by Imani Briscoe & Kitty McGirr
I remember waiting for my flight not two weeks ago genuinely envisioning what this “rainbow nation” was going to look like once I landed in Johannesburg. Now as we conclude our time here in South Africa, I am beginning to appreciate that what lays beneath this widely propagated ideal is much more complex, nuanced and problematic than the romanticized image I and many others with a similarly elementary understanding of post-apartheid South Africa would imagine this so-called rainbow nation to be.
The varied nature of our activities and conversations on the program so far is indicative of the diversity of views and circumstances among the people of South Africa. However, while at face value this diversity supports the dominant narrative of South Africa as a rainbow nation, upon closer examination one begins to recognize that formerly institutionally separate racial groups are not suddenly coexisting harmoniously with one another now that apartheid has ended. In fact, the majority of what I have seen on the program so far suggests almost the opposite. Rather than achieving real unity and equity in the post-apartheid era, the many colorful identities comprising this so-called rainbow nation seem in some ways to be just as far removed from and unequal to each other as what was previously instituted under the apartheid system.
In addition, it is very intriguing that, even with the acknowledged importance of the history of South Africa’s “Rainbow Nation”, discussions surrounding the indigenous people and colonization of what is now known as Cape Town rarely occur. Most of what we find in the American education history books regarding the changes Cape Town has gone through seems to focus on the racial issues of blacks and whites. There is little to no conversation about the people who originally lived, loved and lost before the social constructs of race dominated the historical narratives; narratives such that influenced the process of colonization , which has very much impacted current day Cape Town. This past week we took a walking tour of the city of Cape Town with Lucy and Kadijah from Transcending History Tours, and learned a plethora of information about the way of life before and during colonial settlement and were given an opportunity to discover the untold story of Cape Town’s first people, the khoi-san.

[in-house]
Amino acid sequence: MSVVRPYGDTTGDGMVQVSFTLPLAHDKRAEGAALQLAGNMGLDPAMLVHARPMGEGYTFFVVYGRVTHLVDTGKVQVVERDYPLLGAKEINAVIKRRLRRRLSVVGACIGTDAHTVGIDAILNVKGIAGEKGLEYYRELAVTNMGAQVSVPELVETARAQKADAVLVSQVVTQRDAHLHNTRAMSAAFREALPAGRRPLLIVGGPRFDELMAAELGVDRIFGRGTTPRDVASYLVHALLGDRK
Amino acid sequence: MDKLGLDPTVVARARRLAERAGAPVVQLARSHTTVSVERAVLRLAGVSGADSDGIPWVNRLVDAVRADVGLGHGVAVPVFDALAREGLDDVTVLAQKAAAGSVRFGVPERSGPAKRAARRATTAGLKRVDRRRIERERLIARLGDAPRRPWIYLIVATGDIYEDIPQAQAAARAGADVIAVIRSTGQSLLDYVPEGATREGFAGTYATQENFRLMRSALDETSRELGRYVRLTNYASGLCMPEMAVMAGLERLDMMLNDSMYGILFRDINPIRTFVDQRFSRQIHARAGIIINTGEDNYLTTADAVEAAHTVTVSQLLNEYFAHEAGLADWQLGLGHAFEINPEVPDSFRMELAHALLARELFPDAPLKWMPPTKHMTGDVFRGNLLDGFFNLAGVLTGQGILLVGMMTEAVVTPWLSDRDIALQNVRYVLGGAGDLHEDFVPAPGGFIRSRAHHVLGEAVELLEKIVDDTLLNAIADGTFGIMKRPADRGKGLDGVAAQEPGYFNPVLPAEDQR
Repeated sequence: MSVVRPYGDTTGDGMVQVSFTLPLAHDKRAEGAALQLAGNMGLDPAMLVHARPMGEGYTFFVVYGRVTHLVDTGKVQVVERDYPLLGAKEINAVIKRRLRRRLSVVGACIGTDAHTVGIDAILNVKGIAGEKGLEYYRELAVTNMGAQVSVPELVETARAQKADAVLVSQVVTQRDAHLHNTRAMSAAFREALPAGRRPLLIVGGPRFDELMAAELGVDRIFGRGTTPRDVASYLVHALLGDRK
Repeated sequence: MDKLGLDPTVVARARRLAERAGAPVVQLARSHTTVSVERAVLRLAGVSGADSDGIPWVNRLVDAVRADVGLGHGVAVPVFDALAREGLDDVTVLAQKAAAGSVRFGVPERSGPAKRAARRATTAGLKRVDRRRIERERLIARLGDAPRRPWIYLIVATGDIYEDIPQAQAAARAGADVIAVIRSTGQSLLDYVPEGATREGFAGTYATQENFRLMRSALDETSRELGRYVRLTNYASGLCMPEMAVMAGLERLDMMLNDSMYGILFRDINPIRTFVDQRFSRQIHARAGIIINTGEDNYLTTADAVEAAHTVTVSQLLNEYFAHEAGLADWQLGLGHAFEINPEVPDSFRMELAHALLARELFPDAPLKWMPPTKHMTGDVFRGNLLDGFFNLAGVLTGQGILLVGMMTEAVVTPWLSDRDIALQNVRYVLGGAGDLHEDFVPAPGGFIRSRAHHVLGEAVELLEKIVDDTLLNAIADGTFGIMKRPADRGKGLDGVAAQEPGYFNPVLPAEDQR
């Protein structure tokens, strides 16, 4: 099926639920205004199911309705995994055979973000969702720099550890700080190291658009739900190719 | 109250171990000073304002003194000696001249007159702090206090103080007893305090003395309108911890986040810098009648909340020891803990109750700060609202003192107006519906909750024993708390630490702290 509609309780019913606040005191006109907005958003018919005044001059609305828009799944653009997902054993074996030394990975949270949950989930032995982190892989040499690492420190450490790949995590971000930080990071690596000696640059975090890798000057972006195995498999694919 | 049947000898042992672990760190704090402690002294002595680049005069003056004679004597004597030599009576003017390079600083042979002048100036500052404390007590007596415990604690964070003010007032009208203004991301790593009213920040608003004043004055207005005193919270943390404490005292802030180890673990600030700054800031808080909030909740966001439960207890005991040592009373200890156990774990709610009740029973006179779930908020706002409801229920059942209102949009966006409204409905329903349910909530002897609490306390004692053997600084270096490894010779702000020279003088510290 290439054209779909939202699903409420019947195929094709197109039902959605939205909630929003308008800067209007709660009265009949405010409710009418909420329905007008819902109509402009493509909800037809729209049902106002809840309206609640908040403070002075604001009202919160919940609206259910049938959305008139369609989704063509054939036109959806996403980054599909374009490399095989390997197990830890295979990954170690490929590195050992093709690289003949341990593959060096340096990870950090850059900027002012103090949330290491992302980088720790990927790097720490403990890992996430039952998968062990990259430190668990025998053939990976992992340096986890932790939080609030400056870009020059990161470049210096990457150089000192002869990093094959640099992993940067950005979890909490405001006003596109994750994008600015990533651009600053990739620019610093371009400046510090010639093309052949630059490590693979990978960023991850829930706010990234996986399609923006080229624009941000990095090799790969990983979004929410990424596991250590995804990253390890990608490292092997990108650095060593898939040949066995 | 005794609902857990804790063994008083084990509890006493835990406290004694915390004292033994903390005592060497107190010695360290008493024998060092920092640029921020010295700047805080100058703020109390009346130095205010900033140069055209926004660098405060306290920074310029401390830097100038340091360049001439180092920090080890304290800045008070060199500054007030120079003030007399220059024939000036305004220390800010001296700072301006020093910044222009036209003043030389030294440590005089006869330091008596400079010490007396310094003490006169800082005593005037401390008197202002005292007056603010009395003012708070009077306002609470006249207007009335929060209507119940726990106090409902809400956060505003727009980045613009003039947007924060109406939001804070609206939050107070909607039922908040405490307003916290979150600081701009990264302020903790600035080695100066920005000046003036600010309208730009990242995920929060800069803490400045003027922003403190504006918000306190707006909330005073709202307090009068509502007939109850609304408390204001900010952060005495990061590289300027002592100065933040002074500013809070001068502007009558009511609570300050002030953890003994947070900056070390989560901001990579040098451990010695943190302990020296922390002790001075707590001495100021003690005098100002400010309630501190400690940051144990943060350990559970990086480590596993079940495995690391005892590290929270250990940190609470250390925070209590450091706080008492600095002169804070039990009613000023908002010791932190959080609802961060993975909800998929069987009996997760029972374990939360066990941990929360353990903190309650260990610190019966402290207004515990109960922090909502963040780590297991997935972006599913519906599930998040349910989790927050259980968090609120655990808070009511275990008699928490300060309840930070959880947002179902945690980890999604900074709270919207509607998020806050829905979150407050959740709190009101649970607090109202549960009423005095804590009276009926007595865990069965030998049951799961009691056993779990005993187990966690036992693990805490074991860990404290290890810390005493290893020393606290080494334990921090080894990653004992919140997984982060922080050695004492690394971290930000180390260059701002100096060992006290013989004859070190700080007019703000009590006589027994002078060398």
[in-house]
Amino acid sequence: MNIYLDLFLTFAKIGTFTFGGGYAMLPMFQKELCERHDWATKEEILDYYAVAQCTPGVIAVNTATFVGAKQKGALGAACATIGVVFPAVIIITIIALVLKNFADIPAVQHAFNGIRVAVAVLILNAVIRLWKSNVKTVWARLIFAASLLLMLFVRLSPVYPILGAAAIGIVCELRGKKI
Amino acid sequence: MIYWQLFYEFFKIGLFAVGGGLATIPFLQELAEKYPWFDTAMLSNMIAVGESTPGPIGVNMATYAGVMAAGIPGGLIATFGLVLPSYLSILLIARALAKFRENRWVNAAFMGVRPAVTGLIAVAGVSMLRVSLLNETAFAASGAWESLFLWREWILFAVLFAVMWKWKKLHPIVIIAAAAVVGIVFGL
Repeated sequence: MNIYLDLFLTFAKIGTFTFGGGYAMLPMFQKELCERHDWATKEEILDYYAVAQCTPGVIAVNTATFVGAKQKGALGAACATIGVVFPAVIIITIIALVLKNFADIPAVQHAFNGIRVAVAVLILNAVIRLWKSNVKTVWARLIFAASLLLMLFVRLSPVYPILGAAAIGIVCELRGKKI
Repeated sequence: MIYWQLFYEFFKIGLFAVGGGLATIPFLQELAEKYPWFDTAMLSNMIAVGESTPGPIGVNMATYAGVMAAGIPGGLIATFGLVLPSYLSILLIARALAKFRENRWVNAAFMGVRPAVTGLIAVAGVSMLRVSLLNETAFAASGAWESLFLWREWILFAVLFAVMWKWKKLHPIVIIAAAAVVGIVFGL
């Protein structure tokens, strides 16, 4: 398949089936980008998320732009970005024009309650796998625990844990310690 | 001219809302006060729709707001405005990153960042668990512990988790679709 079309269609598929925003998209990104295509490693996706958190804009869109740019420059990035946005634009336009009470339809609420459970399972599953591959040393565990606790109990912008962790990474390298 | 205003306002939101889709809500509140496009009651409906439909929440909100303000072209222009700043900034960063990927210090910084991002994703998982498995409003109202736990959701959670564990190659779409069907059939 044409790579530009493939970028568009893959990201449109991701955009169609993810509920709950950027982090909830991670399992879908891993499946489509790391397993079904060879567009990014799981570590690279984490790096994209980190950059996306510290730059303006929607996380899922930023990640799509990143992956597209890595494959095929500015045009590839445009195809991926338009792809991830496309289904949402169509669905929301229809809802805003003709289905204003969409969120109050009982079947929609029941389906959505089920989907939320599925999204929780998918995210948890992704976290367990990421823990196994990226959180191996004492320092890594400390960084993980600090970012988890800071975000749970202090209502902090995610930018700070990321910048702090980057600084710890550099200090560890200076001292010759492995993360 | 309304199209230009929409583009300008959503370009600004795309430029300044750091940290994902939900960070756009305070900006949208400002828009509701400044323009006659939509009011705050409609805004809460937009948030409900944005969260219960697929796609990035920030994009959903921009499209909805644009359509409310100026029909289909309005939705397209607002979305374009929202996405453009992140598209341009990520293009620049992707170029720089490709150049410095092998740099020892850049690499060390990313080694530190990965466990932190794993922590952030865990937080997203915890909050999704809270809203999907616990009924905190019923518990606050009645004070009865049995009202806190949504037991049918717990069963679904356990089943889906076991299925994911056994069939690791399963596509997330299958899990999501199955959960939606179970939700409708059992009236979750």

Our tour took us through many notable areas including the first colonial settlement in the area, the Castle of Good Hope, Cape Town City Centre which holds some historic markers pertaining to the slave trade prior to the 1834 emancipation, and the well-known Iziko Slave Lodge which housed slaves from all over the world during the slave trade.
In every building we entered, every short filmed viewed, and every monument we paid respect to, I thought of Cape Town’s historical parallels to what was happening in the United States of America during the same time. It is illuminating to learn that on the other side of the world the same methods of racial division through systematic control and oppression were being implemented. It’s interesting to consider how both regions were shaped by the countless issues that colonization and devastation left behind. As a black American and proponent of black-consciousness, with no known blood relative connections to the Africa as a whole, I, Imani, have heard about the same kind of oppression and slavery time and time again on American soil and therefore felt like I shared a common history with those people who went through the same struggles as my ancestors did, just in another place of the world.